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Followers Flock To Island Church

By Cristina Elias | Sentinel Staff Writer

July 11, 2003
Copyright © 2003 THE ORLANDO SENTINEL. All rights reserved. 

When Magdalena Bonilla moved to Orlando four years ago, she knew she would be able to continue attending the church that had inspired her as a teenager in Carolina, Puerto Rico.

"If Pastor Otoniel Font hadn't been here in Orlando I would not have [moved here]," said Bonilla, who sings in the church choir. "The only thing I had here was the church."

The Fountain of Living Waters Church started in Carolina, and is yet another Puerto Rico institution that has made its way to Florida to become one of the state's largest Hispanic ministries. With more than 1,500 members in Florida, the Bible-based ministry seems determined to expand wherever Puerto Ricans go.

Next stop: Poinciana, where the ministry started a congregation earlier this year. The congregation is led by the Rev. Eric Diaz, who attributes the ministry's expansion into Poinciana to another of Living Waters' properties, a radio station called Genesis 89.1 FM (WWKQ).

"It's been a year and a half since we had been considering opening a church in Poinciana," Diaz said, "because 65 percent of the calls that come in through the radio station do so from Poinciana."

Font said his father, church founder Rodolfo Font, had a list of almost 5,000 people who had attended church in Puerto Rico and realized many of them had moved to Orlando.

To bring those members back into the fold, Otoniel Font and his wife, Omayra, arrived in Orlando in 1994 and started the church on John Young Parkway. It serves about 800 people and operates as the ministry's main Florida base.

Living Waters, which finished phase one of an expansion plan for the Orlando church in the spring, has received Orange County's approval to expand again. The 20,000-square-foot project is expected to cost up to $1 million.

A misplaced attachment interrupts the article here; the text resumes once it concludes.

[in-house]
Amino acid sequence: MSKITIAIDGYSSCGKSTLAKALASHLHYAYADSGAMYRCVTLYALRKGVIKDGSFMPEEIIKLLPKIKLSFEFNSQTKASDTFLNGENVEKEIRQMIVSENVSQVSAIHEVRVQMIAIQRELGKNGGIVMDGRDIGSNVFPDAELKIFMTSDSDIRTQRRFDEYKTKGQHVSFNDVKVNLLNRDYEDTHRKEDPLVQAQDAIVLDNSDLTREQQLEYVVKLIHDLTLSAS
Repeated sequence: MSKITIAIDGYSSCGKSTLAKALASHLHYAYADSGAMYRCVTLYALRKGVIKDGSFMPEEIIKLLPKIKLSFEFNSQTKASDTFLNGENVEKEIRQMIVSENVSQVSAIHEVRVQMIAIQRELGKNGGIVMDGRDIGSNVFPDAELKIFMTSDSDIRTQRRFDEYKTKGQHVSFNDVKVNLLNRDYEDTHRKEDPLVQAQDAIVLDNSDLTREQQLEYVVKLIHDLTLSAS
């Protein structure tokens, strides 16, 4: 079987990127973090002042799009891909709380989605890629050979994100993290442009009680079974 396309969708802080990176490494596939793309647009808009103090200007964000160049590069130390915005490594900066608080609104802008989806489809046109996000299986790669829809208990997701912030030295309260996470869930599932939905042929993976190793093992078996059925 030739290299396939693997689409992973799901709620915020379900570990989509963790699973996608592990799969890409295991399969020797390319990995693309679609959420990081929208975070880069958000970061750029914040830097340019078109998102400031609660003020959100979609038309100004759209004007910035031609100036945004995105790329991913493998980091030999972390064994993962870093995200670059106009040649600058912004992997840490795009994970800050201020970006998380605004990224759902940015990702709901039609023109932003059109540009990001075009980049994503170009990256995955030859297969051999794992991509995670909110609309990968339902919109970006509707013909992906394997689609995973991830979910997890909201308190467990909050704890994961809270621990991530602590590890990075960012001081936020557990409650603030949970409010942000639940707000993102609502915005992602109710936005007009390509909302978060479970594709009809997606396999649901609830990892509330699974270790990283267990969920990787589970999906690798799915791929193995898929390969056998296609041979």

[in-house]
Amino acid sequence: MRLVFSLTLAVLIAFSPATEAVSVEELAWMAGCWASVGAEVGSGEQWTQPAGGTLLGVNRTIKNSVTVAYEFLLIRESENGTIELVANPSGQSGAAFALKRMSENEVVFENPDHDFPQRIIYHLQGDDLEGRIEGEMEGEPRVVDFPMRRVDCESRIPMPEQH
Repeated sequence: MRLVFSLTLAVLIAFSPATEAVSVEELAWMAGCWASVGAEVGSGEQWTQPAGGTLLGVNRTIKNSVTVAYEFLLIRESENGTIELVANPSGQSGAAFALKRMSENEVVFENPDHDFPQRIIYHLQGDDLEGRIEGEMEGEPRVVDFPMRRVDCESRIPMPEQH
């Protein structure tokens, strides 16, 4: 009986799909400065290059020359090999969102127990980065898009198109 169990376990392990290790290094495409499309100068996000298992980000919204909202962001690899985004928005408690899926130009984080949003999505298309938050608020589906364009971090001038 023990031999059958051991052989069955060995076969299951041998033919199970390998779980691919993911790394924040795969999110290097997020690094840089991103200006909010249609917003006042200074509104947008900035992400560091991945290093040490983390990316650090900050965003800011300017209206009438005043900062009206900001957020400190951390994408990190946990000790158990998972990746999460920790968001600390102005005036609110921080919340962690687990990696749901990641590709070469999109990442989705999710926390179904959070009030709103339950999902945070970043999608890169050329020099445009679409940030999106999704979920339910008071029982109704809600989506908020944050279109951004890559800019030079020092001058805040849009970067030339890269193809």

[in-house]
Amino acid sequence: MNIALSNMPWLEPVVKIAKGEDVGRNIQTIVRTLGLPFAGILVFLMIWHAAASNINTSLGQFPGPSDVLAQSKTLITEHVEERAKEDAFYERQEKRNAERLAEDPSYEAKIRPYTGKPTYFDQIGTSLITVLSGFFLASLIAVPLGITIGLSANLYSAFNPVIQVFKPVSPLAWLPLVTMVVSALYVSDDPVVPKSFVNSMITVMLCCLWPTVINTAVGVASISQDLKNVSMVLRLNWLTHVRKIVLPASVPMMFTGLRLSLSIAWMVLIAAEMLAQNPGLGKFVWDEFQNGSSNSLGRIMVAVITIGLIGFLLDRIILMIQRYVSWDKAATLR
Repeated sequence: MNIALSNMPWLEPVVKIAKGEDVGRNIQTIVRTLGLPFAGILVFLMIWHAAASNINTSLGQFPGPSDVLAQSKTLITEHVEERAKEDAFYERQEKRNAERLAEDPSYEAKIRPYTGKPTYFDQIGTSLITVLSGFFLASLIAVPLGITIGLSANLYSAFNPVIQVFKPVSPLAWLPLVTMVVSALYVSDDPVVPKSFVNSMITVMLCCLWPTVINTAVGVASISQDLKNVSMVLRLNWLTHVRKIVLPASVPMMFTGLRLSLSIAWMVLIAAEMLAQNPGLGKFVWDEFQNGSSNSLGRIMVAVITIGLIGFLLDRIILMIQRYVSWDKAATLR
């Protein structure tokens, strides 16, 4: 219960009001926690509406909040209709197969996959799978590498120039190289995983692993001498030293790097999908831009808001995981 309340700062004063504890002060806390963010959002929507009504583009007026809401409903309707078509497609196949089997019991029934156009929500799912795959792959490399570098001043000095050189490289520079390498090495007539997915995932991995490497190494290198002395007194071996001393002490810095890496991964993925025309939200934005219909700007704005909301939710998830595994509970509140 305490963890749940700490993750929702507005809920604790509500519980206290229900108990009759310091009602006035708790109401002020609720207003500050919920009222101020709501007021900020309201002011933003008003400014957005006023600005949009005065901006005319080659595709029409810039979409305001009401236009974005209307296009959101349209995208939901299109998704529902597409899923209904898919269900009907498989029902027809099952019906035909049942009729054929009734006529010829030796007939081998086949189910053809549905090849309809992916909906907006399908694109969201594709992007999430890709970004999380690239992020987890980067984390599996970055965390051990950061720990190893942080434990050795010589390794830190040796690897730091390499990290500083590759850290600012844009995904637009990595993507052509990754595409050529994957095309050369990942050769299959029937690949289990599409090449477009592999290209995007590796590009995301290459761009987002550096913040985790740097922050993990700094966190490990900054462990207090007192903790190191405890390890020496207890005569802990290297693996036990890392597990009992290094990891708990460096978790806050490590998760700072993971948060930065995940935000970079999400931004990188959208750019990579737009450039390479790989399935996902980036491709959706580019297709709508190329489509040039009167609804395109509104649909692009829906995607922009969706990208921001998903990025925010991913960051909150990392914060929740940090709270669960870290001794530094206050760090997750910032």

The church's eight- to 10-year plans include developing its 75-acre site into Gospel City -- a center for its Florida ministry capable of seating as many as 6,000 people in its sanctuary. The campus also would include a sports complex, shops and interactive attractions.

In addition to its strong presence in Orlando, which includes services in English, Living Waters has churches in Tampa, Miami and Fort Lauderdale.

But the growth of the ministry doesn't end there. Living Waters is about to build a 27,000-square-foot church in Pembroke Pines. That Broward County church would cost up to $3 million.

In addition to the radio station, Living Waters also tapes television programming broadcast throughout its churches and Christian stations in the United States and Latin America.

Living Waters opened nearly 28 years ago and counts more than 25,000 followers throughout its 35 churches in Puerto Rico and many more in the mainland and Latin America.

They include 15 in New York, California, Wisconsin, Georgia and Texas. It also has 25 churches in Latin America countries, including Peru, Argentina, El Salvador and Mexico.

"We have been very lucky. God has helped us to administer our church well," Font said.

"We believe that God wants man to be financially prosperous," Font said, naming a handful of some of the church's well-to-do members in Orlando and Puerto Rico, including politicians and entrepreneurs. "Our church's mission is to enable individuals to make a positive effect on this world."

And for members like Bonilla, the church's message of financial self-sufficiency has a lot to do with the reason why she is part of it.

"Why would you want to be a burden to society," she said, "when we can look out for ourselves?"

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